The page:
But here’s my basic premise: software should be for humans. It should help humans. It should never attack them or make them more vulnerable. The fact that OpenSSL is free software meant that the problem could be address, regardless of whether the “bug” was malicious or not.


(Lucas Weeks) #8

I just finished up that Ellul article, @michaelfoster, and it’s fantastic. Here’s a spoiler:

Neither of these two options — wholeheartedly embracing the technological imperative or shunning it with anti-civilizational escapism à la Rousseau — is a fitting response to the warning of The Technological Society . We ought instead to take Ellul’s book, placed in the context of his larger work, as an appeal to walk a middle path between unrestrained technophilia and reactionary technophobia, a path we see only if we refocus on human ends, which are familial, communal, political, and ecclesial. This requires that we are willing to admit that among our vast array of technical means many fail to serve us well, that progress on this path has often little to do with innovation, and that control over our means is not simply given but something we must struggle for by confronting them with these higher than technical ends.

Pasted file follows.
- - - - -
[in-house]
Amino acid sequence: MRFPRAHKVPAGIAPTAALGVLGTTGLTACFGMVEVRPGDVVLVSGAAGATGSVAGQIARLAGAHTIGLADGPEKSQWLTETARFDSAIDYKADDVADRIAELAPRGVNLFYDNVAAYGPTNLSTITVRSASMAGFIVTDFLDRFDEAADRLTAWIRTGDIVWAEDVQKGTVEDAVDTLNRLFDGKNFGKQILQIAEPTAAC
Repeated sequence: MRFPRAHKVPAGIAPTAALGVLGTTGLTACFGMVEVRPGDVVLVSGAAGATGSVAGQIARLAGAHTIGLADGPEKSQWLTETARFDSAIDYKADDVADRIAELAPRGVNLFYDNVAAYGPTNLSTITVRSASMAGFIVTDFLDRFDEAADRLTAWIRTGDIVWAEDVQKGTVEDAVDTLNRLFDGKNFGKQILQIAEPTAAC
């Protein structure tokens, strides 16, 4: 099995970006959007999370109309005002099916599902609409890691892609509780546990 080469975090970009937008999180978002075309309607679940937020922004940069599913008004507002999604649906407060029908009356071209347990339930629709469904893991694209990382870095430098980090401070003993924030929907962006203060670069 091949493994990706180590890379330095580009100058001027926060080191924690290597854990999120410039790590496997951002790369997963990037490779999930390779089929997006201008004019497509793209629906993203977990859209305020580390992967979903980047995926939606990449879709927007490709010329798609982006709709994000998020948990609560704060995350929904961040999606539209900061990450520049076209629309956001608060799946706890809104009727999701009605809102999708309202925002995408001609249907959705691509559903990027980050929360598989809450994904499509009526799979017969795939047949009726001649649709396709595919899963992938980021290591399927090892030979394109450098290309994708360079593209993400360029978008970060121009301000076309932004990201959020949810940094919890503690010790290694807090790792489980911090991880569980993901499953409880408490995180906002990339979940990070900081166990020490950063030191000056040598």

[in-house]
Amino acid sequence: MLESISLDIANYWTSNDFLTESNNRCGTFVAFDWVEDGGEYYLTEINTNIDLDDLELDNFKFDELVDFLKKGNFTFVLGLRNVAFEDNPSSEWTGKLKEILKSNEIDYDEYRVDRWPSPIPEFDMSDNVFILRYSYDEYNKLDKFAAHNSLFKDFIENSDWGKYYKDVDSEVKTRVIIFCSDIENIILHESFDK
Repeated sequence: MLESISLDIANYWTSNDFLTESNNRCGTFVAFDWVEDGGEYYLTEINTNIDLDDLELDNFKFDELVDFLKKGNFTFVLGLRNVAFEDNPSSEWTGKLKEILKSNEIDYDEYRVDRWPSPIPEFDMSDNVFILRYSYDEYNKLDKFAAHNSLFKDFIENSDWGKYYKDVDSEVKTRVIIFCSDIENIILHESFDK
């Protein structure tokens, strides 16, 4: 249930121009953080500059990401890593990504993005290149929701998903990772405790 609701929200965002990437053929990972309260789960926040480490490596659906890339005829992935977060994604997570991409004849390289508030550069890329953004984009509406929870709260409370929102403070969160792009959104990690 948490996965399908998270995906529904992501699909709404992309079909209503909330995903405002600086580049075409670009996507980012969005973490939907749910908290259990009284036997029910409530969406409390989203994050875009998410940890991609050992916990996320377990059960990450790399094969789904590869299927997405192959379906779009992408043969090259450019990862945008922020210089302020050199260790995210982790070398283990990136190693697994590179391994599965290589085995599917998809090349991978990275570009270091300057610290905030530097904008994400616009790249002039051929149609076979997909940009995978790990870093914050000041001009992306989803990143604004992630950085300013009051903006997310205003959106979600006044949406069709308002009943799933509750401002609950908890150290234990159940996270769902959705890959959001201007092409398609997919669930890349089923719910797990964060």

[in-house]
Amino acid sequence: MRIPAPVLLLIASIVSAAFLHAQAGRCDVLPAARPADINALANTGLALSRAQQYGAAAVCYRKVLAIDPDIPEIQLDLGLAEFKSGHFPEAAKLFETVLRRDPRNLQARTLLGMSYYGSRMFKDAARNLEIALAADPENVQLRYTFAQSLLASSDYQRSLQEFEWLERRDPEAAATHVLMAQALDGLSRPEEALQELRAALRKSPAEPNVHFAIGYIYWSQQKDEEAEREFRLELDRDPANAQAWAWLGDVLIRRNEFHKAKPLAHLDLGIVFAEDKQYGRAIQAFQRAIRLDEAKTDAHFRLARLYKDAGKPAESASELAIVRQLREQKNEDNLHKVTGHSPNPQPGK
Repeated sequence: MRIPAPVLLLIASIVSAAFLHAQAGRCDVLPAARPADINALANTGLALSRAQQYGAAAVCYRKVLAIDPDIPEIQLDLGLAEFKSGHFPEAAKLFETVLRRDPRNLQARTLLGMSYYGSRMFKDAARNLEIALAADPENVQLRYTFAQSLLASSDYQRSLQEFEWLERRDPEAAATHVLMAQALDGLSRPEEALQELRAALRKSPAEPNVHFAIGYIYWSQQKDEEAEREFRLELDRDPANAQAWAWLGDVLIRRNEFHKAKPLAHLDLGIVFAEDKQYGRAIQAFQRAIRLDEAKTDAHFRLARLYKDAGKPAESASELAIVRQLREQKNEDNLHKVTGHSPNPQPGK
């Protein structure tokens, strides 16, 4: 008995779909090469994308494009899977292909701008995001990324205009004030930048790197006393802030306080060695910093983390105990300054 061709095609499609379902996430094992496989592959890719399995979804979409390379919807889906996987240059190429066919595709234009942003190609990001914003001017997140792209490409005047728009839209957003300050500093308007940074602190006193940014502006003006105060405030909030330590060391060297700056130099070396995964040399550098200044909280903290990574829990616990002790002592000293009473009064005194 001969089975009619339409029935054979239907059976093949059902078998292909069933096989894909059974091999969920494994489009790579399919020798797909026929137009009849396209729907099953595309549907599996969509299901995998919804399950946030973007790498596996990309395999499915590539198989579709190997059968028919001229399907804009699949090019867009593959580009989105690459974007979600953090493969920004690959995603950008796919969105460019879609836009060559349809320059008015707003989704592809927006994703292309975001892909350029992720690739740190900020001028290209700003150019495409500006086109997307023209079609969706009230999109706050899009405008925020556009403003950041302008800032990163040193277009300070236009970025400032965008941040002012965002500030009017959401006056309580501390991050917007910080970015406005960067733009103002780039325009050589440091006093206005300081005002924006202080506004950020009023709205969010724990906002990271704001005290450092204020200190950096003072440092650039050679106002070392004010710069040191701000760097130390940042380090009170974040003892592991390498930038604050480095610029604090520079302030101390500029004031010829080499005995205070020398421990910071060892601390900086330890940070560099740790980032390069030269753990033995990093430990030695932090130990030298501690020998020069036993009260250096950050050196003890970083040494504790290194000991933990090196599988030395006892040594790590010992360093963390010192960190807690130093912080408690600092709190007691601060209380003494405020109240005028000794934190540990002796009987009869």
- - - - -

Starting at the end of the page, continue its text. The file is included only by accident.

Read the article, and I think you’ll want to check out Ellul.


(b3k) #9

I don’t know that any of the following are Christian, nor would I endorse their politics, but they write, think, and speak well about current technology issues, even when wrong. These are more contemporary, not as broad in scope as some others recommended, but it’s good to know what’s going on around you so you can apply those big ideas.

The first person I’d recommend is security expert Bruce Schneier, apart from his regular blogging Data and Goliath is a good book about the current state of data collection, privacy, and how it got this way that is technically accurate but readable by non-CompSci people.

For more of a hacker’s perspective on hacking and security, look at former FBI Most Wanted Kevin Mitnick, perhaps starting with his book The Art of Invisibility. In this book, you’ll learn what it takes to achieve hard anonymity against Three Letter Agencies. Teaser, one step involves paying cash to a homeless person to buy you a prepaid cell phone.